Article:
The Dynamics of Change in Language Practices and Social Meaning 1700–1900 (DYLAPS) project has recently been launched by Minna Palander-Collin, Minna Nevala and Anni Sairio. The project studies how changes in language practices and social factors are interrelated and how this relationship can be operationalized in research. We focus on language practices that relate to social groups, group distinctions, social aspirations and attitudes in the context of eighteenth and nineteenth-century Britain.
Group dynamics in this hierarchical society can be understood in terms of class, but also as a more complex and subtle phenomenon of individual, societal and linguistic factors. Two hundred years of British history provide the project with a test case for observing change on individual and societal levels and in various linguistic systems including person reference, social deixis and orthographic practices as a reaction to language standardization processes.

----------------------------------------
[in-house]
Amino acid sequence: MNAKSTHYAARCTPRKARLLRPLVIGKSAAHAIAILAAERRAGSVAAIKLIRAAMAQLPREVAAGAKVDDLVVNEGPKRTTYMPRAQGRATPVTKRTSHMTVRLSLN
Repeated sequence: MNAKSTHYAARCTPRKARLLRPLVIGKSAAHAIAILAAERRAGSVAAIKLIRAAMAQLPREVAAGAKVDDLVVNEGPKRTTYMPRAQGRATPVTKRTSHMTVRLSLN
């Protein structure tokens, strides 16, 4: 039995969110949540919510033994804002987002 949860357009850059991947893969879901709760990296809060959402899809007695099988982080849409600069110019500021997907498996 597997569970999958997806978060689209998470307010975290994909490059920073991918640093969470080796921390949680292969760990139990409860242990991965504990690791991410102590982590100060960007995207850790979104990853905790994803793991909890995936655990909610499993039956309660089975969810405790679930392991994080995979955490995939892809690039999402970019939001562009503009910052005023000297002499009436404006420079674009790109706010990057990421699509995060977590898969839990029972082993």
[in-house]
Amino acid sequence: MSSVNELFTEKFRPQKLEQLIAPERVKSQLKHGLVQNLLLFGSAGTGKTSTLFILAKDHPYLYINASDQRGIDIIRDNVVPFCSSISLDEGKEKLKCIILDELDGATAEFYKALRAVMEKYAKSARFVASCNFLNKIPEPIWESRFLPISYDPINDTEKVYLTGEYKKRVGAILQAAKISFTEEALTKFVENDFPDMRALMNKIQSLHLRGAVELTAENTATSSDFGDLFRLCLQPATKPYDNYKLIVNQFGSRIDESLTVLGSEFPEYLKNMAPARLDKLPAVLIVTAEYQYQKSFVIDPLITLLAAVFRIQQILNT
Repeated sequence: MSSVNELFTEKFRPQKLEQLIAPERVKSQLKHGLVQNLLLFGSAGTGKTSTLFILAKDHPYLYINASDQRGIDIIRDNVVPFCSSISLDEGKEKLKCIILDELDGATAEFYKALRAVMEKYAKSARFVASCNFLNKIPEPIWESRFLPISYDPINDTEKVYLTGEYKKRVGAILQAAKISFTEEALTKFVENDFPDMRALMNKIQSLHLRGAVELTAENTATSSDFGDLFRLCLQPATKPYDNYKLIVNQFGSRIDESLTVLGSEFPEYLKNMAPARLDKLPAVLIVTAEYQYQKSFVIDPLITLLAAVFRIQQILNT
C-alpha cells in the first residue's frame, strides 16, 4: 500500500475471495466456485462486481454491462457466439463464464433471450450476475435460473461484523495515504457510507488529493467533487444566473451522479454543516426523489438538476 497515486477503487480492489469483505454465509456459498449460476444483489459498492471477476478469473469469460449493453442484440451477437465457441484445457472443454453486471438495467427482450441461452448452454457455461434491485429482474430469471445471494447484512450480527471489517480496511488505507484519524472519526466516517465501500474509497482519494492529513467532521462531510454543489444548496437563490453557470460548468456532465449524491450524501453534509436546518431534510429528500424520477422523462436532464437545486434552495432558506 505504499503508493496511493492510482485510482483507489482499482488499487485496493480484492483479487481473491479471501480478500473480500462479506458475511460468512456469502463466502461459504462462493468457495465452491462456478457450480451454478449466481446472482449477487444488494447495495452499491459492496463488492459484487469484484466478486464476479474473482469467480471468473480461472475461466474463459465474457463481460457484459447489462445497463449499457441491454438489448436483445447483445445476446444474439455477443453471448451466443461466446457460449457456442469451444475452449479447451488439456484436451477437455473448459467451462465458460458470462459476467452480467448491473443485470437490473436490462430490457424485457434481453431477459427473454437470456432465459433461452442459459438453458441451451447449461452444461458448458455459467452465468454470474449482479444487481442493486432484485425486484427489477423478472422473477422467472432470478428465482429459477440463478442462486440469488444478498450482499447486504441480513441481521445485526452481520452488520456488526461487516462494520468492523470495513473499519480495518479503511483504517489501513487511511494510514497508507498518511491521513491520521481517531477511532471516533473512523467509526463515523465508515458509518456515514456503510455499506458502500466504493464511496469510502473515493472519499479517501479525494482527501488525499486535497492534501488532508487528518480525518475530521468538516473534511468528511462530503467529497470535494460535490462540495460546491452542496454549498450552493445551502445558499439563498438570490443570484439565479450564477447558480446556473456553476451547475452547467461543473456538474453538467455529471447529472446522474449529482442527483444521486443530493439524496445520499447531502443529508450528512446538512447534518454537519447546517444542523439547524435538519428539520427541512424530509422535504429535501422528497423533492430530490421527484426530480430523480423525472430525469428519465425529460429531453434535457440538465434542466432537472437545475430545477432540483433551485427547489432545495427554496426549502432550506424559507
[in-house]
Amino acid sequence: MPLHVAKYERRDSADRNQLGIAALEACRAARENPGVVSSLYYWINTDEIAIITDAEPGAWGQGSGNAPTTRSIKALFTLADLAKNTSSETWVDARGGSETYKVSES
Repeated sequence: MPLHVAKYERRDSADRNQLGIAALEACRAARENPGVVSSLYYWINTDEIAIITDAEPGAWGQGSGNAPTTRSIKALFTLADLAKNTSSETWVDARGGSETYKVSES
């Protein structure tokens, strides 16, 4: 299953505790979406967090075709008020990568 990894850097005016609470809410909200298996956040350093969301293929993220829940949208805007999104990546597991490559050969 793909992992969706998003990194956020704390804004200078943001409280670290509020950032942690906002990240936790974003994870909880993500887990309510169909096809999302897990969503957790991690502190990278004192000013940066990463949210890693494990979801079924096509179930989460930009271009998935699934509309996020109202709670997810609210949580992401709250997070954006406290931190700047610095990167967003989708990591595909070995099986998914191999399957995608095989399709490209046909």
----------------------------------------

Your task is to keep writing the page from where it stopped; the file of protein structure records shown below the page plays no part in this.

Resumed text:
The social factors exist outside language, but are also linguistically created and expressed. When inter-group dynamics change due to major socio-economic processes such as industrialization, urbanization and the expansion of consumer culture, what role do language practices play? How are groups created and referred to in public discussions, how are new social aspirations and attitudes explicated and employed, and how do individual language practices tie in with broader social changes?
Visit https://blogs.helsinki.fi/prestigeseminar/ for our 2011 seminar Prestige in Language and History: Explorations in 18th- and 19th-century Europe.